Miyeni overstepped the mark, but editors also at fault
It was Evelyn Beatrice Hall, writing as SG Tellentyre, who coined the statement: "I disapprove of what you say, but I will defend to the death your right to say it."
These lines are as profound now as they were when first written.
South African media, and the Avusa Media group in particular, faced a similar challenge recently when Eric Miyeni's column was terminated after he wrote in the Sowetan that the editor of City Press, Ferial Haffajee, was a "black snake in the grass" and that she would probably have been necklaced in the 1980s.
For the record, this barbaric practise was condemned by all right-thinking South Africans. Maki Skhosana did not deserve to die, let alone die in that manner. Neither did any of the other victims, including the more recent victim in the xenophobic attacks in Ramaphosa informal settlement.
What was Haffajee's sin for her to be so vilified? Her newspaper has been running exposés of the finances of ANC Youth League president Julius Malema.
Does Miyeni have the right to say his say, and should Avusa state that it would defend his right to make the statements?
Columnists carry a great responsibility. Their column content is invariably opinion, analytical or social commentary. One presumes all columnists are used for specific briefs, and very few are given carte blanche to "write what they like".
Reporters and editors perform a massive job of publishing a newspaper on deadline. The pressures are sometimes so great that editors and other oversight executives have been known to throw tantrums, only to calm down once the deadline has passed and the newspaper has gone to print.
The public expect columns to provide them with insight which is not possible to provide in hard news pages. Columnists are expected to be authoritative on their subjects of interest. They must provide an intelligent interpretation of issues and matters of public interest and contribute to the provision of a diversity of opinion. They have to avoid offence, and balance their own freedom of speech and expression with the responsibility that goes with these. But, above all, they are expected to be fair and accurate, and not resort to emotional outbursts.
Editors do not have to agree with the views expressed. But, in publishing the views, editors would want to be comfortable and be able to defend the columnists' right to say what they said. It should also be in line with the values and codes of a publication.
Columnists are not expected to use a column to drive personal agendas and become personal. There would have been nothing wrong had Miyeni stated that he supported Malema's view on nationalisation of the mines, and criticised Haffajee's newspaper, even though the latter would have been undesirable - if you want to criticise a newspaper, write to that newspaper.
It might be a view that an overwhelming majority of members of the ANCYL agree with. While editors might not agree with this view, they would defend his right to make such a statement, provided he contributed to the debate with an insight which gave the reader an opportunity to weigh the facts and make a reasoned judgment.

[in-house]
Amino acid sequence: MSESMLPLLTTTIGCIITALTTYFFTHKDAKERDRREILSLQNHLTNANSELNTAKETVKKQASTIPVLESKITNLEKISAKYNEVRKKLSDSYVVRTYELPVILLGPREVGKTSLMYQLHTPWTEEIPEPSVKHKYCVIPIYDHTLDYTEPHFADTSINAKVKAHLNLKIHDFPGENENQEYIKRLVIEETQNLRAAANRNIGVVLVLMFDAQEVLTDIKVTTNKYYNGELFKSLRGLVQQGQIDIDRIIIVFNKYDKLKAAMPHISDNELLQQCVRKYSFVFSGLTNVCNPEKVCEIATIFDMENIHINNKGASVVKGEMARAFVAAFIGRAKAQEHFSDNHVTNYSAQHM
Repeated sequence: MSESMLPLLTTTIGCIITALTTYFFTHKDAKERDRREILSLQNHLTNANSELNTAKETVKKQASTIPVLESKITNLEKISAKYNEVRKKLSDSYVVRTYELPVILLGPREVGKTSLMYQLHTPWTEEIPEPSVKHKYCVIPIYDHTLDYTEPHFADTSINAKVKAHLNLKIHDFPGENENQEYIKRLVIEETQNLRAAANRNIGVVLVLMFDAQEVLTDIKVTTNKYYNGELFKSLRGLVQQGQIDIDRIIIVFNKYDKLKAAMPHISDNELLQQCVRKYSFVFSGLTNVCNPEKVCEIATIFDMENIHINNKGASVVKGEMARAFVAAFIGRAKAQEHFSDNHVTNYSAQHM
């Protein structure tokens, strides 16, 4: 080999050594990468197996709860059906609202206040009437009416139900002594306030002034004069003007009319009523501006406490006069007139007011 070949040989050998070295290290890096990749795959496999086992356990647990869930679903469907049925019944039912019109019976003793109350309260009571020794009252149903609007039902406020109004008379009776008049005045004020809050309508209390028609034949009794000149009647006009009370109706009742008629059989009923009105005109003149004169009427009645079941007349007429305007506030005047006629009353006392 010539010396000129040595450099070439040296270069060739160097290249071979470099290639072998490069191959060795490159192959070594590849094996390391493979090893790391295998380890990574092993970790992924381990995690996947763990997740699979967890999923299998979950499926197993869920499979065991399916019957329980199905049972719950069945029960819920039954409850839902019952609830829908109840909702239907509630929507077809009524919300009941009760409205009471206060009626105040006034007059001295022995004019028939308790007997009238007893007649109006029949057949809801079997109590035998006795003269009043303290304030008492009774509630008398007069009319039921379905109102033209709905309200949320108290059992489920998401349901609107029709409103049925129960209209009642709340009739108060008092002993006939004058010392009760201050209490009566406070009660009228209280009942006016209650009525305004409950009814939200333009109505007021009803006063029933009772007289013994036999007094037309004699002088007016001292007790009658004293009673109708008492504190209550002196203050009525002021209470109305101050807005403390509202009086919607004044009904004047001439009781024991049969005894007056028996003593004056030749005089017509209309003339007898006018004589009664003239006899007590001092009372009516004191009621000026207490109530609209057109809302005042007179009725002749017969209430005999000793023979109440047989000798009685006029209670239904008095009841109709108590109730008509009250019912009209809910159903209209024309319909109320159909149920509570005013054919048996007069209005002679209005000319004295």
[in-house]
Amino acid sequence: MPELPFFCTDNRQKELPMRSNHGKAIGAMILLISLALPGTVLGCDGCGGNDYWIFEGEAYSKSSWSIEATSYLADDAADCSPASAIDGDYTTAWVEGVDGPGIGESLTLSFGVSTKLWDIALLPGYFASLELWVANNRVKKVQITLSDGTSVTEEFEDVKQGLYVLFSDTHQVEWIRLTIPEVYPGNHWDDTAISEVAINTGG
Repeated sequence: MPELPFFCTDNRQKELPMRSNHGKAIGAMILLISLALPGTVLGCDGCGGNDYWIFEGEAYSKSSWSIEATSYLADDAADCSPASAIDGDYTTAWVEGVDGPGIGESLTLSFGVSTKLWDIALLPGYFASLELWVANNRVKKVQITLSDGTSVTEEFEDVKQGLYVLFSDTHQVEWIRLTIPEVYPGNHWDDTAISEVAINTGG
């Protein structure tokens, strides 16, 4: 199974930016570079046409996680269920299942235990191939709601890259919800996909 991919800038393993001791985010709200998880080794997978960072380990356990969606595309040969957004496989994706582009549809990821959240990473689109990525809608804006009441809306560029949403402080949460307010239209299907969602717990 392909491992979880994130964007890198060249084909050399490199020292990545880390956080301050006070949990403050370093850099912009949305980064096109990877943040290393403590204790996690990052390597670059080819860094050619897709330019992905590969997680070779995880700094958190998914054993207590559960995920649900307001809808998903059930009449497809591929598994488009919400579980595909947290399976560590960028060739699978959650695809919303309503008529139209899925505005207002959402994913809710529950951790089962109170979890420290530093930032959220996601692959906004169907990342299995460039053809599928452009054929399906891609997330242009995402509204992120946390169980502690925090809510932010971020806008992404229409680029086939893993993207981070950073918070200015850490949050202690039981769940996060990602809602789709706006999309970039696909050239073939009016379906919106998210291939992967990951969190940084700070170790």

It seems to me that, in most of these areas, Miyeni fell short. It is significant that the readers who lodged complaints with me generally did not necessarily express support for Miyeni's view, but challenged the action taken by Avusa Media. Many wanted to know why Miyeni's column had been discontinued, while no action, at the time, had been taken against the editors who were in charge of the paper and ought to have made sure that matters about which the newspaper felt strongly did not make the news pages.
They referred to other incidents involving Avusa newspapers: the termination of the columns of Dave Bullard (Sunday Times) and Kuli Roberts (Sunday World). In neither case was action taken against the editors, they argued.
Len Maseko, acting editor of the Sowetan, acted commendably. He told me: "I take full responsibility for this fiasco. Even though I was on my weekend off, the buck still stops with me. The point is I did not watch when I was supposed to."
He followed this up by stepping down from the editorship.
Haffajee was humble in her response, and described the man who vilified her as a "thought leader" she admired.
But Miyeni apparently refuses to accept that he went overboard. He does not seem to understand that he abused a privileged position. Some readers pointed out that he had a similar personal go at Lebo Mashile over her weight.
Did Avusa handle the matter in the best way possible? For me, the answer is no.
Clearly, in the case of the Sowetan, there was a system failure, the same system failure that resulted in Roberts's column passing the gate and that led to the Bullard episode. Structurally, this is not what is supposed to happen. But there does seem to have been a failure on the part of the humans who are supposed to watch.
In my view, the decision to terminate the column was ill-timed, and they should have known what the consequences, in terms of response, would be. This does not suggest that Miyeni is correct in suggesting he did nothing wrong. The column had a lot of emotional appeal to sections of the population, but little logical and ethical substance. He abused a position of trust, a privileged position, by using the column to launch personal attacks on people. That is not what columns are there for, and certainly, I am assured, this is not what the Sowetan - and other Avusa publications - stand for.